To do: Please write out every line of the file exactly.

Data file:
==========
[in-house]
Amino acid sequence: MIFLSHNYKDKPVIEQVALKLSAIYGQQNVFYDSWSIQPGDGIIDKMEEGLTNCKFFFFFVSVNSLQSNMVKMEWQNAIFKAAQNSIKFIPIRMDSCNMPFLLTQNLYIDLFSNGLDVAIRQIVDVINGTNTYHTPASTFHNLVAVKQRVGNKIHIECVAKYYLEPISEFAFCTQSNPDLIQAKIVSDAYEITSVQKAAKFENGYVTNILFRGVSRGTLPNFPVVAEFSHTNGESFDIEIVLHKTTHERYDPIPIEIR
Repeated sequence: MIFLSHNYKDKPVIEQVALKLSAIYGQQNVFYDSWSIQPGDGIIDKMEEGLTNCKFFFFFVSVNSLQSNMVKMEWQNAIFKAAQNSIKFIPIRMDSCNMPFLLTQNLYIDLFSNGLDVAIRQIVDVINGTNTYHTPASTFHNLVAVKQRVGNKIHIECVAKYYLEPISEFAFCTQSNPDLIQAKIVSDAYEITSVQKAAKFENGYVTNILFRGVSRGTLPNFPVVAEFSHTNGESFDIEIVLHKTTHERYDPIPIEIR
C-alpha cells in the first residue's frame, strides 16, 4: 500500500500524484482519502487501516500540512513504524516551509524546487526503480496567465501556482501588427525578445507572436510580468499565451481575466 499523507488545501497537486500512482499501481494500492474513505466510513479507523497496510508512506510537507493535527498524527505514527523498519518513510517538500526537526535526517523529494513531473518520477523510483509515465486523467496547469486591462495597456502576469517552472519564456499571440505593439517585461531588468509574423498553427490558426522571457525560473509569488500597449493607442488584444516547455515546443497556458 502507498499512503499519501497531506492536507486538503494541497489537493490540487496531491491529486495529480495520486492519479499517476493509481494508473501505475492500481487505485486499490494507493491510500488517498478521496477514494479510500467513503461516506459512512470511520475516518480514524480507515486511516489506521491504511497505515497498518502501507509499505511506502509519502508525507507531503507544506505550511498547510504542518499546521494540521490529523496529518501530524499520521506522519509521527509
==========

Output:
[in-house]
Amino acid sequence: MIFLSHNYKDKPVIEQVALKLSAIYGQQNVFYDSWSIQPGDGIIDKMEEGLTNCKFFFFFVSVNSLQSNMVKMEWQNAIFKAAQNSIKFIPIRMDSCNMPFLLTQNLYIDLFSNGLDVAIRQIVDVINGTNTYHTPASTFHNLVAVKQRVGNKIHIECVAKYYLEPISEFAFCTQSNPDLIQAKIVSDAYEITSVQKAAKFENGYVTNILFRGVSRGTLPNFPVVAEFSHTNGESFDIEIVLHKTTHERYDPIPIEIR
Repeated sequence: MIFLSHNYKDKPVIEQVALKLSAIYGQQNVFYDSWSIQPGDGIIDKMEEGLTNCKFFFFFVSVNSLQSNMVKMEWQNAIFKAAQNSIKFIPIRMDSCNMPFLLTQNLYIDLFSNGLDVAIRQIVDVINGTNTYHTPASTFHNLVAVKQRVGNKIHIECVAKYYLEPISEFAFCTQSNPDLIQAKIVSDAYEITSVQKAAKFENGYVTNILFRGVSRGTLPNFPVVAEFSHTNGESFDIEIVLHKTTHERYDPIPIEIR
C-alpha cells in the first residue's frame, strides 16, 4: 500500500500524484482519502487501516500540512513504524516551509524546487526503480496567465501556482501588427525578445507572436510580468499565451481575466 499523507488545501497537486500512482499501481494500492474513505466510513479507523497496510508512506510537507493535527498524527505514527523498519518513510517538500526537526535526517523529494513531473518520477523510483509515465486523467496547469486591462495597456502576469517552472519564456499571440505593439517585461531588468509574423498553427490558426522571457525560473509569488500597449493607442488584444516547455515546443497556458 502507498499512503499519501497531506492536507486538503494541497489537493490540487496531491491529486495529480495520486492519479499517476493509481494508473501505475492500481487505485486499490494507493491510500488517498478521496477514494479510500467513503461516506459512512470511520475516518480514524480507515486511516489506521491504511497505515497498518502501507509499505511506502509519502508525507507531503507544506505550511498547510504542518499546521494540521490529523496529518501530524499520521506522519509521527509